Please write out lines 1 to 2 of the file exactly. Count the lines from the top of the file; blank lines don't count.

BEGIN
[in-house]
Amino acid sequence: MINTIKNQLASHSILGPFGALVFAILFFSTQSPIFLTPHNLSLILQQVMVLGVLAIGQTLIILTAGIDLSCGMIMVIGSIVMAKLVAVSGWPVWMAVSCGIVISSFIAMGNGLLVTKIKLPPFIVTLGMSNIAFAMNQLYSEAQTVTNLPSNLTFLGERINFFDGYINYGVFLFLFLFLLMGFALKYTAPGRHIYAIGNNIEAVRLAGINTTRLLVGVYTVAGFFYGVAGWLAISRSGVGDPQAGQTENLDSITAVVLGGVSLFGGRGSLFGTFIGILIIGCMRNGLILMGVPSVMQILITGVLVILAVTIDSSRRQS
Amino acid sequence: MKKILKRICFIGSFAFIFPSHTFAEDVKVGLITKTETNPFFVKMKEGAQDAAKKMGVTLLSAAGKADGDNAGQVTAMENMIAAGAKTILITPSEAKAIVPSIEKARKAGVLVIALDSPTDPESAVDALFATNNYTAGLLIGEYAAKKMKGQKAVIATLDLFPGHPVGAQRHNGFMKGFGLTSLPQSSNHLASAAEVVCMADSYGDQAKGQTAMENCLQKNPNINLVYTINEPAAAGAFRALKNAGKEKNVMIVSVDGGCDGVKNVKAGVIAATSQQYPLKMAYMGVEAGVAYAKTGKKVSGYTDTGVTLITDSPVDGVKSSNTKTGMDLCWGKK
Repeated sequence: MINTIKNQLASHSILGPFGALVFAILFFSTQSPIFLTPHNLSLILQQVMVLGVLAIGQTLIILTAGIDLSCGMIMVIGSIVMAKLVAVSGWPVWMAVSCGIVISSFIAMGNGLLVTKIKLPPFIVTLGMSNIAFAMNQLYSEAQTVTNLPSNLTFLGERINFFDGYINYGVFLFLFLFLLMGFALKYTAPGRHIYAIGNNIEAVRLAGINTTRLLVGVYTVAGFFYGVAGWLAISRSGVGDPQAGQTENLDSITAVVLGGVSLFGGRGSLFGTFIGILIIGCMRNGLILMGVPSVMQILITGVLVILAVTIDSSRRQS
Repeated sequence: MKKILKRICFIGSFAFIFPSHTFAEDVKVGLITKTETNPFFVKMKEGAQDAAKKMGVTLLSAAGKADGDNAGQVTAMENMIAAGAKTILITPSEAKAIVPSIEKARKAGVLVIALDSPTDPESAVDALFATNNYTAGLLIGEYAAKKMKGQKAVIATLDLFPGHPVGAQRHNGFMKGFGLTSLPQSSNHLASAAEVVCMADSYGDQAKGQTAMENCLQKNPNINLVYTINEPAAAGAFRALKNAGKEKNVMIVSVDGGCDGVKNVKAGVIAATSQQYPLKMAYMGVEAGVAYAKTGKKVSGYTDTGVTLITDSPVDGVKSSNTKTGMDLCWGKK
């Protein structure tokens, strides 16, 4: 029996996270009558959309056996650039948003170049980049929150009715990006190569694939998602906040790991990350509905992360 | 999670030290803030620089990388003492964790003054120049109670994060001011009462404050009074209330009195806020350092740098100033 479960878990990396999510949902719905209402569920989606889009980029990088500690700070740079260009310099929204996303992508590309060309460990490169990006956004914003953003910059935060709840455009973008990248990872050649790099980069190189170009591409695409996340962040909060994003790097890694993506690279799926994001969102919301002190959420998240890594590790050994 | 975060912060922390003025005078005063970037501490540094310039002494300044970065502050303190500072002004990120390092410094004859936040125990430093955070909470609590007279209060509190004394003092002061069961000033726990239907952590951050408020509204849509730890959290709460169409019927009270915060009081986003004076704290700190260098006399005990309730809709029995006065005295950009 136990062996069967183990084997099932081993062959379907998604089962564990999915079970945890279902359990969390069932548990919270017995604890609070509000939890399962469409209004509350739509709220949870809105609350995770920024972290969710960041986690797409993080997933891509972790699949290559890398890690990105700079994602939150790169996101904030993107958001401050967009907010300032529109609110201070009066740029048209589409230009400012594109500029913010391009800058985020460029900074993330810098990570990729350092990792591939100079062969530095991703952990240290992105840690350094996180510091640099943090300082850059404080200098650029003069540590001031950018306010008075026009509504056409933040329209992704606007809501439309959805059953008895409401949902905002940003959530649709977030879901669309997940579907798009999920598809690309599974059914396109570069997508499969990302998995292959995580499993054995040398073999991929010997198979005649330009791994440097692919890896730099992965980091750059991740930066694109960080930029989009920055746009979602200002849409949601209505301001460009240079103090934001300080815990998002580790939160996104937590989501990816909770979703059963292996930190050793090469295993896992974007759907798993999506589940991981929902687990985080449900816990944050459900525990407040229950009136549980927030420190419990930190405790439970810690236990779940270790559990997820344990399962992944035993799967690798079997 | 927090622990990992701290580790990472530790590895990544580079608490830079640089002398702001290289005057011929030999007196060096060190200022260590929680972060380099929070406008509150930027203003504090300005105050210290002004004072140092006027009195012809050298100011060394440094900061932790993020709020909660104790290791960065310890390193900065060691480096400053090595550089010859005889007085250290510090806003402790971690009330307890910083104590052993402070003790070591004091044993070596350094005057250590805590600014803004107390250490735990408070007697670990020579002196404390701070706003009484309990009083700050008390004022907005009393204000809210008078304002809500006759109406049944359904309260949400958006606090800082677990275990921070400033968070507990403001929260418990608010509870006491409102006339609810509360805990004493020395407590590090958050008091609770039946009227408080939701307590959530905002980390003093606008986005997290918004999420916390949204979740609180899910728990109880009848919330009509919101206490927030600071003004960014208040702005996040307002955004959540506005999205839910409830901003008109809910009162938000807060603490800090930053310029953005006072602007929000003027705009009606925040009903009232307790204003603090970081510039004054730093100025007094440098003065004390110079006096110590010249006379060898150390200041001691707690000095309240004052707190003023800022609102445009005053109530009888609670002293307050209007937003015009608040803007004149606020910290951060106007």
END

[in-house]
Amino acid sequence: MINTIKNQLASHSILGPFGALVFAILFFSTQSPIFLTPHNLSLILQQVMVLGVLAIGQTLIILTAGIDLSCGMIMVIGSIVMAKLVAVSGWPVWMAVSCGIVISSFIAMGNGLLVTKIKLPPFIVTLGMSNIAFAMNQLYSEAQTVTNLPSNLTFLGERINFFDGYINYGVFLFLFLFLLMGFALKYTAPGRHIYAIGNNIEAVRLAGINTTRLLVGVYTVAGFFYGVAGWLAISRSGVGDPQAGQTENLDSITAVVLGGVSLFGGRGSLFGTFIGILIIGCMRNGLILMGVPSVMQILITGVLVILAVTIDSSRRQS